Organizing a Story

This comes from a Department of Justice press release.

The Drug Enforcement Agency (DEA) said on Wednesday that it broke up a gang that dealt drugs. A criminal complaint accused them of participating in a conspiracy to traffic narcotics.  Six of the defendants also were charged with using guns in furtherance of that conspiracy.

JERRIN PENA, 20, ARIEL OLIVER, 22, JUSTIN DEAZA, 20, WILSON MENDEZ, 19, JOWENKY NUNEZ, 19, BRIAN HERNANDEZ, 22, VICTOR COLON, 24, JOSE GUTIERREZ, 20, ARGENIS TAVAREZ, 22, and NIJMAH MARTE, 21, all from New York City, are each charged with conspiracy to distribute and possess with intent to distribute 400 grams and more of fentanyl, in violation of Title 21, United States Code, Section 846, which carries a mandatory minimum sentence of ten years in prison and a maximum sentence of life in prison.  The defendants are also charged with conspiracy to distribute and possess with intent to distribute heroin, cocaine, crack cocaine, oxycodone, in violation of Title 21, United States Code, Section 846, which carries a maximum sentence of 20 years, and conspiracy to distribute and possess with intent to distribute marijuana, also in violation of Title 21, United States Code, Section 846, which carries a maximum sentence of five years.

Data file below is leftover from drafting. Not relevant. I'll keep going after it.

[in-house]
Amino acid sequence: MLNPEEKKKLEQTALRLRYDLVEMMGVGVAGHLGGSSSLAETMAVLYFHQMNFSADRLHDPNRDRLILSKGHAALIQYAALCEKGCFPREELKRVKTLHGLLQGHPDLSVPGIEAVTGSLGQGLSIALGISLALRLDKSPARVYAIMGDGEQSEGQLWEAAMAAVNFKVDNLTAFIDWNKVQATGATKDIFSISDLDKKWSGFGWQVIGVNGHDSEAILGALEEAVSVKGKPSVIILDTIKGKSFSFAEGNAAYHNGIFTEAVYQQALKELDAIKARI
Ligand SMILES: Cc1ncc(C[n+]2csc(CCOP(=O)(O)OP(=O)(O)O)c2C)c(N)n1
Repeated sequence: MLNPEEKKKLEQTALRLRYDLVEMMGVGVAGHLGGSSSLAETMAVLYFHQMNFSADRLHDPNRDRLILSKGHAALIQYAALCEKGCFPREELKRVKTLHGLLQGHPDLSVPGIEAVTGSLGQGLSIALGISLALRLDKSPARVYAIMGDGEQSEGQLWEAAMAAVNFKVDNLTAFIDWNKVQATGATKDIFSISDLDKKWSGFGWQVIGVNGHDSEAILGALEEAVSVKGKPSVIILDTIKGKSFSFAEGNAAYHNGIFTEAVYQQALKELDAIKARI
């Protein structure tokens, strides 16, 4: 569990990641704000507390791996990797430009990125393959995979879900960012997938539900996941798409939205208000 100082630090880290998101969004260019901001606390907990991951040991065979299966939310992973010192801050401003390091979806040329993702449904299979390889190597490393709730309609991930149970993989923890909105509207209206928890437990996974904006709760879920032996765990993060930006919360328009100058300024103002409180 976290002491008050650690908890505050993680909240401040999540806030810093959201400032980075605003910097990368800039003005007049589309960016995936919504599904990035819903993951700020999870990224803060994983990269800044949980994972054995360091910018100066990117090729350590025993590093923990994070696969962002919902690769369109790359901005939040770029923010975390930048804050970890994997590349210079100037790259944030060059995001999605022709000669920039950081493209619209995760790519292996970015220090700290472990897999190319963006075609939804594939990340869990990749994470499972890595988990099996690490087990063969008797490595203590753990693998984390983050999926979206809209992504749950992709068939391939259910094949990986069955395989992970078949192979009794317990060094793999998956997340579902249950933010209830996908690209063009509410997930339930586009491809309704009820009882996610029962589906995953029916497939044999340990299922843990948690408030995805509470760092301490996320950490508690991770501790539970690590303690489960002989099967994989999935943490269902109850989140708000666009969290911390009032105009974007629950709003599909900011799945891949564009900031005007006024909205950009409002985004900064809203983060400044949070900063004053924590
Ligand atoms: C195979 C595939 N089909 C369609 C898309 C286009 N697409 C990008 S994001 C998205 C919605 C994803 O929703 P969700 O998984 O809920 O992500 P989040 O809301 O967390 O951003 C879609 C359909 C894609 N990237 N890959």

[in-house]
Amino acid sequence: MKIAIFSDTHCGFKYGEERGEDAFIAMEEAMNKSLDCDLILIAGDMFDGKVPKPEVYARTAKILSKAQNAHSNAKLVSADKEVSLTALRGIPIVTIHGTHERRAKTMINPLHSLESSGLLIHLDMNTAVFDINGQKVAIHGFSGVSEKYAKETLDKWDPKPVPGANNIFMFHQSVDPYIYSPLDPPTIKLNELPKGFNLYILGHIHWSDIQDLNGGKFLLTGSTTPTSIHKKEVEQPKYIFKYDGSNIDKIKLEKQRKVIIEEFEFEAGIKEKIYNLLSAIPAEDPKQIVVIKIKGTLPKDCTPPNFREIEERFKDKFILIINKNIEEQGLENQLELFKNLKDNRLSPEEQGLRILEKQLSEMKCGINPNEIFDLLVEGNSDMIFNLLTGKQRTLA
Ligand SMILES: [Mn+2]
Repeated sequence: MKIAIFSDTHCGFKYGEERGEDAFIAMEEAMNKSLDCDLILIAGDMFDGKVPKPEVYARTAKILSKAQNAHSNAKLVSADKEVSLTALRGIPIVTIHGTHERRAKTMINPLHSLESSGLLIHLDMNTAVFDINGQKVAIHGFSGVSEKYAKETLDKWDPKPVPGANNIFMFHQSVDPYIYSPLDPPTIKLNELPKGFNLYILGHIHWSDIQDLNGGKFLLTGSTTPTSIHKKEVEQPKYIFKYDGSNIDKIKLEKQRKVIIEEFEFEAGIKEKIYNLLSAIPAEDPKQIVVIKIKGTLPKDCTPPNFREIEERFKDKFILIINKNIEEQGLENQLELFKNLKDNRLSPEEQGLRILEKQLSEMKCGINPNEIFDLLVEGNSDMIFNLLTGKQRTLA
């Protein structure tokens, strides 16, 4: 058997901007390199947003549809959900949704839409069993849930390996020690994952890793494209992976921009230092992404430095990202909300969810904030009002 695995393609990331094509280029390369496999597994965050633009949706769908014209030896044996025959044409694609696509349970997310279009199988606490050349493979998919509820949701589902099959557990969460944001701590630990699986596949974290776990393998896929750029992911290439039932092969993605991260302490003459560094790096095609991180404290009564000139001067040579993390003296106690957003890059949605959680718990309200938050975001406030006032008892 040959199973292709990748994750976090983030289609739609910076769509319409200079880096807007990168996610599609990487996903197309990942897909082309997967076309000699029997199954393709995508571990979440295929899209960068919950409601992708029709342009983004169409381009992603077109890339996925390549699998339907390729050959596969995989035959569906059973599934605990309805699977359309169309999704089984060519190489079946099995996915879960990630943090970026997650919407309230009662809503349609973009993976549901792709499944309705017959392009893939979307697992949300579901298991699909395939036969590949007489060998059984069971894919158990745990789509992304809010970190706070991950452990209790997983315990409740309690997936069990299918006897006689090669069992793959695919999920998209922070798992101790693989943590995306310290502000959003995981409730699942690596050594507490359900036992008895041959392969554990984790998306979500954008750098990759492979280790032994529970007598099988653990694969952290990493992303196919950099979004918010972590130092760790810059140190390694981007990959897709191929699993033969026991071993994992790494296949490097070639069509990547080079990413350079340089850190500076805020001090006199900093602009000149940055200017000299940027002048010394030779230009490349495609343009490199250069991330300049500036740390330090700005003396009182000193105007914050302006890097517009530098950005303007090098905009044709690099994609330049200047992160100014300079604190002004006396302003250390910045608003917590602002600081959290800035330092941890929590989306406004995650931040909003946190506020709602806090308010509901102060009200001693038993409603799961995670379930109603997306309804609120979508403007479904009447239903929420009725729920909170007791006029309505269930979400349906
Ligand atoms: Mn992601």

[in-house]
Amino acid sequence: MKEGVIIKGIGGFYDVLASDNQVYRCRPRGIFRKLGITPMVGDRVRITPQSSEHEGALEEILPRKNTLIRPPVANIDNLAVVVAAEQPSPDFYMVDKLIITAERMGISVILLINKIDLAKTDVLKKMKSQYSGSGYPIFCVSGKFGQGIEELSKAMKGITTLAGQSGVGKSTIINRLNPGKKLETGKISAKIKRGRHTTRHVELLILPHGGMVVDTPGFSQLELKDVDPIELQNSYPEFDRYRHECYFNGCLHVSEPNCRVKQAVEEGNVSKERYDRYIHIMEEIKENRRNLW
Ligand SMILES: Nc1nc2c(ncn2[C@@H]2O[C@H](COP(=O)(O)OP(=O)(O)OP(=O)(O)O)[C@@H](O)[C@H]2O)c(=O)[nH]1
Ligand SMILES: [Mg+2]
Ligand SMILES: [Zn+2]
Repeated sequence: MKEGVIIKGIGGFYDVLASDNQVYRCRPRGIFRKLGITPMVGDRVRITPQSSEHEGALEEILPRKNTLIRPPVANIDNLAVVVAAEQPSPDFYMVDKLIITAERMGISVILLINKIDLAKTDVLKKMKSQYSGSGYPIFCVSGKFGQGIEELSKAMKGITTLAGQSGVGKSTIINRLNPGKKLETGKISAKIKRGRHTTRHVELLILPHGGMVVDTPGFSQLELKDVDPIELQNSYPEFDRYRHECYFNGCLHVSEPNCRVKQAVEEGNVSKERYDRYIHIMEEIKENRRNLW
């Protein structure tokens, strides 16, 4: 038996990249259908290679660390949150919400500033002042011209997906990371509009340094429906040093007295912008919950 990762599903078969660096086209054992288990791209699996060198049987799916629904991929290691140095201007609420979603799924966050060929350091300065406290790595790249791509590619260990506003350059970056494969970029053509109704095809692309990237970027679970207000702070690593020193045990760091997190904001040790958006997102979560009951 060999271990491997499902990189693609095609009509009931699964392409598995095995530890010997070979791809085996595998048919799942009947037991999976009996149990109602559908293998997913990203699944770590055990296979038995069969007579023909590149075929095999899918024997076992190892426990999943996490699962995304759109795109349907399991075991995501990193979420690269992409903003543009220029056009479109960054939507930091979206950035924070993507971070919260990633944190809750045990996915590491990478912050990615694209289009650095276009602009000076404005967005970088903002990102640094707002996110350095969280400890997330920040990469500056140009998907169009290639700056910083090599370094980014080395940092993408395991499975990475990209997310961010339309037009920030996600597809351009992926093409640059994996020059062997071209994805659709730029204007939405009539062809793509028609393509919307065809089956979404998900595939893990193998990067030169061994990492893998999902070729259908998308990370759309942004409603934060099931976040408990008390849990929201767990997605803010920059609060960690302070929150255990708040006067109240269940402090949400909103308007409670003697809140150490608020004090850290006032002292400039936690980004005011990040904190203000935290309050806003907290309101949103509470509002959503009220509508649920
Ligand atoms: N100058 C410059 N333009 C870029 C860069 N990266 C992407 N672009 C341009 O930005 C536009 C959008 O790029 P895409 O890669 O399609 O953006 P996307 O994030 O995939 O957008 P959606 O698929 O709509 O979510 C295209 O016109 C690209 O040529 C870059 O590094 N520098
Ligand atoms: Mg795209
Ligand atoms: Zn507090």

Between in or about 2019 and in or about 2022, the defendants sold fentanyl, heroin, cocaine, crack cocaine, oxycodone, and marijuana in and around the Washington Heights neighborhood of Manhattan.  The defendants sold drugs to, among others, undercover police officers, and were frequently arrested in possession of drugs packaged for resale.

In addition, PENA, MENDEZ, NUNEZ, HERNANDEZ, COLON, and MARTE each possessed firearms in connection with their drug dealing, and PENA, OLIVER, and NUNEZ regularly posted social media photographs and videos of themselves holding firearms.

On February 24, 2022, DEAZA was arrested in possession of one kilogram of fentanyl.

PENA, MENDEZ, COLON, GUTIERREZ, and MARTE were arrested in Manhattan New York and the Bronx.

U.S. Attorney Damian Williams said:  “As alleged, these defendants were members of a gang that distributed many types of illegal narcotics in a Manhattan neighborhood for years.  Several of the defendants frequently carried firearms while dealing drugs.